Royal Balmoral Show dinner celebrates NI food and drink

Members and guests of The Farmers Club celebrated Northern Ireland Year of Food and Drink 2016 at a fine Royal Balmoral Show dinner 

Balmoral 2016 Speaker 

On the eve of the Royal Balmoral Show on Tuesday 10th May an enthusiastic audience of over 80 members and their guests, plus a host of celebrity food writers, enjoyed a magnificent evening dedicated to the best of food from Northern Ireland.  

Hosted by Club Chairman Richard Butler, with drinks sponsored by McDonald’s, the event captured the true spirit of Northern Ireland’s Year of Food & Drink 2016, with a hugely informed and enthusiastic talk delivered by Dr Howard Hastings, board member of Food Northern Ireland and managing director of Hastings Hotels, which has six hotels in Northern Ireland, and a half share of the Merrion Hotel in Dublin. 

Born and raised in Belfast Dr Hastings admitted to a lack of farming heritage. “The closest I got to farming was that at school I sat next to John Bamber, who went on to become president of the Royal Ulster Agricultural Society.” But NI food was close to his heart. 

“Our hotels have for many years celebrated our ability to showcase local produce to our guests and I very much championed the cause of celebrating a themed year of Food & Drink in Northern Ireland, which the Food NI executive signed up to for 2016,” he said. 

As the project’s website explains: “Something about Northern Ireland inspires ambition and spirit and the proof is on your plate and in your glass. From harvesting Comber earlies to catching Lough Neagh eels, distilling Bushmills whiskey to rearing Glenarm shorthorn, we go that little bit further for every single mouthful. We craft, grow, breed, catch, cook and enjoy it all with passion – to prove that the finest landscapes, in the hands of the most dedicated people, make for truly phenomenal experiences…”

Indeed, food and drink is Northern Ireland’s largest manufacturing sector, contributing almost £5 billion to the economy in 2014, with exports worth over £4 billion and employment for around 100,000 across an extensive supply chain.

The menu for the evening reflected Northern Ireland’s fine food heritage, with a tasting plate of Irish seafood to start, comprising Sean McKeown’s lightly smoked salmon, blackened salmon with a mango & pomegranate salsa, poached salmon with a dill mayo, Irish wheaten & Irish butter.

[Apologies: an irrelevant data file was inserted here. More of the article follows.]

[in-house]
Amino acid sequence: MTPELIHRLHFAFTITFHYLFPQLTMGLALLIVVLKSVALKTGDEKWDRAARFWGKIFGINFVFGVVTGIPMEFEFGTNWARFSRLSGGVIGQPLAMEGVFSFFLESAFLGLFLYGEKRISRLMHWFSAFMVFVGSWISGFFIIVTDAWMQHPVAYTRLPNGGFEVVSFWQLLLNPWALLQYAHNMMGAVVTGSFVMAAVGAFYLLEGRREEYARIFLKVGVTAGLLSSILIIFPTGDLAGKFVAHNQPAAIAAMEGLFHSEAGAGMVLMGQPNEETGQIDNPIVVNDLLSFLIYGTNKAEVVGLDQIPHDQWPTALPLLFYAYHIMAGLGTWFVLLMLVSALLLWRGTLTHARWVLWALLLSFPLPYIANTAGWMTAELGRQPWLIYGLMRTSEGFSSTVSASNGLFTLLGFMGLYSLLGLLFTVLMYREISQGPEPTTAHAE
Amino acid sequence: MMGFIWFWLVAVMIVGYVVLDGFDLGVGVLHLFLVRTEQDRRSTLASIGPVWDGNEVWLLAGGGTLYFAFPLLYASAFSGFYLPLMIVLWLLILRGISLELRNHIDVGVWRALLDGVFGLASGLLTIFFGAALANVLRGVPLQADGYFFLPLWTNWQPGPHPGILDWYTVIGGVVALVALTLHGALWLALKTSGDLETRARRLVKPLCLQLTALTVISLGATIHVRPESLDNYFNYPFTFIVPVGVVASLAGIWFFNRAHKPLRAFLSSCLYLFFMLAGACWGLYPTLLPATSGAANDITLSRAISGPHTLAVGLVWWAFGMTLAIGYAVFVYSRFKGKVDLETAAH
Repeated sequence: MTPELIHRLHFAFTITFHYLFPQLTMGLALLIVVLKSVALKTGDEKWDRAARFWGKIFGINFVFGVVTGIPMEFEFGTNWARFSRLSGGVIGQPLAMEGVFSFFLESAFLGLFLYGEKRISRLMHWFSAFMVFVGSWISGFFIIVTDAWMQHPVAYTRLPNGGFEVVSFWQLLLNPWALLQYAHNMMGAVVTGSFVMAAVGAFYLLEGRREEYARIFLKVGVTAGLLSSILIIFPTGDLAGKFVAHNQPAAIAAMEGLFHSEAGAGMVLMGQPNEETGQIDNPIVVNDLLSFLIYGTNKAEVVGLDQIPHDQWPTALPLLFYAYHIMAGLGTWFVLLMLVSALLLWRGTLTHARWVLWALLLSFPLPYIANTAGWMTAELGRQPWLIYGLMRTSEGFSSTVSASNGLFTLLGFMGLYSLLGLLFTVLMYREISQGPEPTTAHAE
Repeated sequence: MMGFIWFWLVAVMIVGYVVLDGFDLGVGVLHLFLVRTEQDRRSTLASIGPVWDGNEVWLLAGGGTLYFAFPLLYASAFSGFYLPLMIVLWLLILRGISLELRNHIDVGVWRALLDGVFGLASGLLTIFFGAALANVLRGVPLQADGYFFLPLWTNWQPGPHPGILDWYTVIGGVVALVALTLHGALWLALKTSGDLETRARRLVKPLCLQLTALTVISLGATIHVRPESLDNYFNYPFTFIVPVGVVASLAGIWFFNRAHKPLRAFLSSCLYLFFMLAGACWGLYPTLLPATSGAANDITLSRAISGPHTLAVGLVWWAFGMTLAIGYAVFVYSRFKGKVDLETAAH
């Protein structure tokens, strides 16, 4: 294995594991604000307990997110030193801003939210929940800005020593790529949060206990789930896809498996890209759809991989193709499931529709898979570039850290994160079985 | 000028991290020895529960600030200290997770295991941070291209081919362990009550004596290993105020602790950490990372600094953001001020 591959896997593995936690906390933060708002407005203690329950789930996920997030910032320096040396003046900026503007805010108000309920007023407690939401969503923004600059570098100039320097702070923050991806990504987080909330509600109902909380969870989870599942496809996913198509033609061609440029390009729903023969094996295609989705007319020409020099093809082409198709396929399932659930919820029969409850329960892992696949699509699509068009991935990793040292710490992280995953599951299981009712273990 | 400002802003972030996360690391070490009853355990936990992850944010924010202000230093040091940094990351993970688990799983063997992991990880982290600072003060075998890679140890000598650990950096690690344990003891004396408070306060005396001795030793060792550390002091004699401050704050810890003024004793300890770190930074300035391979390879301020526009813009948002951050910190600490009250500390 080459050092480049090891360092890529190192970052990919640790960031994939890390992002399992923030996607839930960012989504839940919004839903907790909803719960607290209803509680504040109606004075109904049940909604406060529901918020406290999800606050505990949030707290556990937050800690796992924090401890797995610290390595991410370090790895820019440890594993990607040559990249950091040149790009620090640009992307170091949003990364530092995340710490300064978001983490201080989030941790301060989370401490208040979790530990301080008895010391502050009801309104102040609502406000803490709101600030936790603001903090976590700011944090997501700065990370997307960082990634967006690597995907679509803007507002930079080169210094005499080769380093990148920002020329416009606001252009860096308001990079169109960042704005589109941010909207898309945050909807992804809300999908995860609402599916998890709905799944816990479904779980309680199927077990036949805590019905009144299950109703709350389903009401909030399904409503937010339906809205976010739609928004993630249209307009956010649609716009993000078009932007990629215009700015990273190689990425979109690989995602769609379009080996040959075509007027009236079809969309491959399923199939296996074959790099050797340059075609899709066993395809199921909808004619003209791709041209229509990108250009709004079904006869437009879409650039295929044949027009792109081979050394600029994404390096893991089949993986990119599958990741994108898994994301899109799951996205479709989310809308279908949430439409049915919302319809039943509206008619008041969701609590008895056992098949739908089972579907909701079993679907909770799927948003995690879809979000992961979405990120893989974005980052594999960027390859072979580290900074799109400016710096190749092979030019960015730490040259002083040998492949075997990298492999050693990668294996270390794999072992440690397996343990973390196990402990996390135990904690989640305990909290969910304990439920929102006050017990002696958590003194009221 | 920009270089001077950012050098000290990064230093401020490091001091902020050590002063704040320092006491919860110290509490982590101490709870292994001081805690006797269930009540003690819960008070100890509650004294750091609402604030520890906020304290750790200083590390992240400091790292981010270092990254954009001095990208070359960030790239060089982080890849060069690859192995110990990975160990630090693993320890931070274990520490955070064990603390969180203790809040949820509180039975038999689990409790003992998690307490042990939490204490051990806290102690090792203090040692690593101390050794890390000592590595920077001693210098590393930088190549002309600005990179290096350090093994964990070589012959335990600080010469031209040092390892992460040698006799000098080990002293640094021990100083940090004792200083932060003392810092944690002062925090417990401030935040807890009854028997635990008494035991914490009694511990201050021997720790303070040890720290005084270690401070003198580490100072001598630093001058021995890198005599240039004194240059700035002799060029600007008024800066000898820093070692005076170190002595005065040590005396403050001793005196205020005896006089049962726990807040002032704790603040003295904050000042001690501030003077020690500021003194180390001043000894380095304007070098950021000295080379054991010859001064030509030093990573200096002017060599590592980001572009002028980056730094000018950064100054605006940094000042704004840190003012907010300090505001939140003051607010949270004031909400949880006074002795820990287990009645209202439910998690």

For main course it was a rack of Irish pork, served with caramelised apple & toffee sauce, fondant potato and crackling, pistachio crumble and seasonal vegetables. And to finish, a desert of Crunchie Pot – luxury milk chocolate with Glastry Farm honeycomb ice cream sprinkled with Yellowman, a chewy toffee-textured honeycomb candy, traditionally served at Ould Lammas Fair in Ballycastle, County Antrim

As well as being a major supplier to Great Britain and the Republic of Ireland, the NI food and drink sector exports to more than 60 countries including the US, Asia, the Middle East and other parts of Europe. Almost 30,000 farms provide a comprehensive range of quality raw materials, including grass-fed beef and lamb and milk, as well as poultry, cereals, potatoes and vegetables.

Northern Ireland’s Year of Food & Drink aims to raise the profile of food and drink with local people, visitors and global markets, through branding, marketing and promotional activities. It has a strong focus on tourism, with Tourism NI as the lead organisation. The goal is to support a wider agri-food objective to grow export food sales, which will in turn support the tourism agenda by building on Northern Ireland’s destination reputation.

In 2014 visitors to Northern Ireland spent an estimated £751 million, a third of which was on food and drink. In addition, £282 million was spent by NI residents on tourism day trips of which approximately 40% was on eating out.

Significant progress has been made in building a reputation for excellence in food production and hospitality in Northern Ireland, with an explosion of artisan food and drink companies driving a sharp increase in quality and variety. 

Food and drink experiences are seen as increasingly important to tourism, offering destinations an opportunity to differentiate and celebrate indigenous foods. Food and drink help visitors learn about heritage, landscape and culture, and account for a significant proportion of visitor spend.

NI’s Year of Food & Drink is aiming for a 5% increase in food related visitor satisfaction ratings, a boost to export sales and £10m-worth of positive PR in the consumer media.

Food writers who attended the dinner included: 

  • Charles Campion – one of the country’s most high profile food critics who has written for The Times, The Independent, The Telegraph and the Evening Standard
  • Bill Knott – written for The Telegraph, co-founded the food & drink magazine Eat Soup and has featured on radio and TV. 
  • Xanthe Clay – trained as a Chef at Leith’s Cookery School, established writer for the Weekend Telegraph, written various recipe books. 
  • Joe Warwick – written for The Guardian
  • Andy Lynes – food, drink and travel writer who has written for The Times, Telegraph, Independent, Metro and Guardian
  • Trish Deseine - Irish food and cookbook writer. 
  • Sharon Machala – writes for Belfast Telegraph.